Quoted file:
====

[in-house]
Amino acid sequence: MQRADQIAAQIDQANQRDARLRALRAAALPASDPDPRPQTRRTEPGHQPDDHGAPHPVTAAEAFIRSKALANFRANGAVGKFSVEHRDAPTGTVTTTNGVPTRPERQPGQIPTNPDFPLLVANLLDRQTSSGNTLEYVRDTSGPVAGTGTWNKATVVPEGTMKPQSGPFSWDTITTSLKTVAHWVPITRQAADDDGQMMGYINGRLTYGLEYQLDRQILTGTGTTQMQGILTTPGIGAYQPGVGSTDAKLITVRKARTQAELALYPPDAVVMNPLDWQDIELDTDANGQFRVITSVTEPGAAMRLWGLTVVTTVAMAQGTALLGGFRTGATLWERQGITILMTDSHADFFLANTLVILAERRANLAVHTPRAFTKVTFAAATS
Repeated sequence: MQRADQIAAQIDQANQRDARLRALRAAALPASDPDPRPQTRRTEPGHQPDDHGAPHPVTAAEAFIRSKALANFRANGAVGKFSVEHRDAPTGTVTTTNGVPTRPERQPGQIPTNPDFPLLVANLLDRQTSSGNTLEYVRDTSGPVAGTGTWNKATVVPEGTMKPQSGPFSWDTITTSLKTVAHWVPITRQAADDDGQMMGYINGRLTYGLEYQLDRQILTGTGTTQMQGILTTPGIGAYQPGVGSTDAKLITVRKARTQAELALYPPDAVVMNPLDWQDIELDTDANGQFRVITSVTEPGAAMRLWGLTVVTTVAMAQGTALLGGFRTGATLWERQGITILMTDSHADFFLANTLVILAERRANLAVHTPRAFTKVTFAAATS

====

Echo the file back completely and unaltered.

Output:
[in-house]
Amino acid sequence: MQRADQIAAQIDQANQRDARLRALRAAALPASDPDPRPQTRRTEPGHQPDDHGAPHPVTAAEAFIRSKALANFRANGAVGKFSVEHRDAPTGTVTTTNGVPTRPERQPGQIPTNPDFPLLVANLLDRQTSSGNTLEYVRDTSGPVAGTGTWNKATVVPEGTMKPQSGPFSWDTITTSLKTVAHWVPITRQAADDDGQMMGYINGRLTYGLEYQLDRQILTGTGTTQMQGILTTPGIGAYQPGVGSTDAKLITVRKARTQAELALYPPDAVVMNPLDWQDIELDTDANGQFRVITSVTEPGAAMRLWGLTVVTTVAMAQGTALLGGFRTGATLWERQGITILMTDSHADFFLANTLVILAERRANLAVHTPRAFTKVTFAAATS
Repeated sequence: MQRADQIAAQIDQANQRDARLRALRAAALPASDPDPRPQTRRTEPGHQPDDHGAPHPVTAAEAFIRSKALANFRANGAVGKFSVEHRDAPTGTVTTTNGVPTRPERQPGQIPTNPDFPLLVANLLDRQTSSGNTLEYVRDTSGPVAGTGTWNKATVVPEGTMKPQSGPFSWDTITTSLKTVAHWVPITRQAADDDGQMMGYINGRLTYGLEYQLDRQILTGTGTTQMQGILTTPGIGAYQPGVGSTDAKLITVRKARTQAELALYPPDAVVMNPLDWQDIELDTDANGQFRVITSVTEPGAAMRLWGLTVVTTVAMAQGTALLGGFRTGATLWERQGITILMTDSHADFFLANTLVILAERRANLAVHTPRAFTKVTFAAATS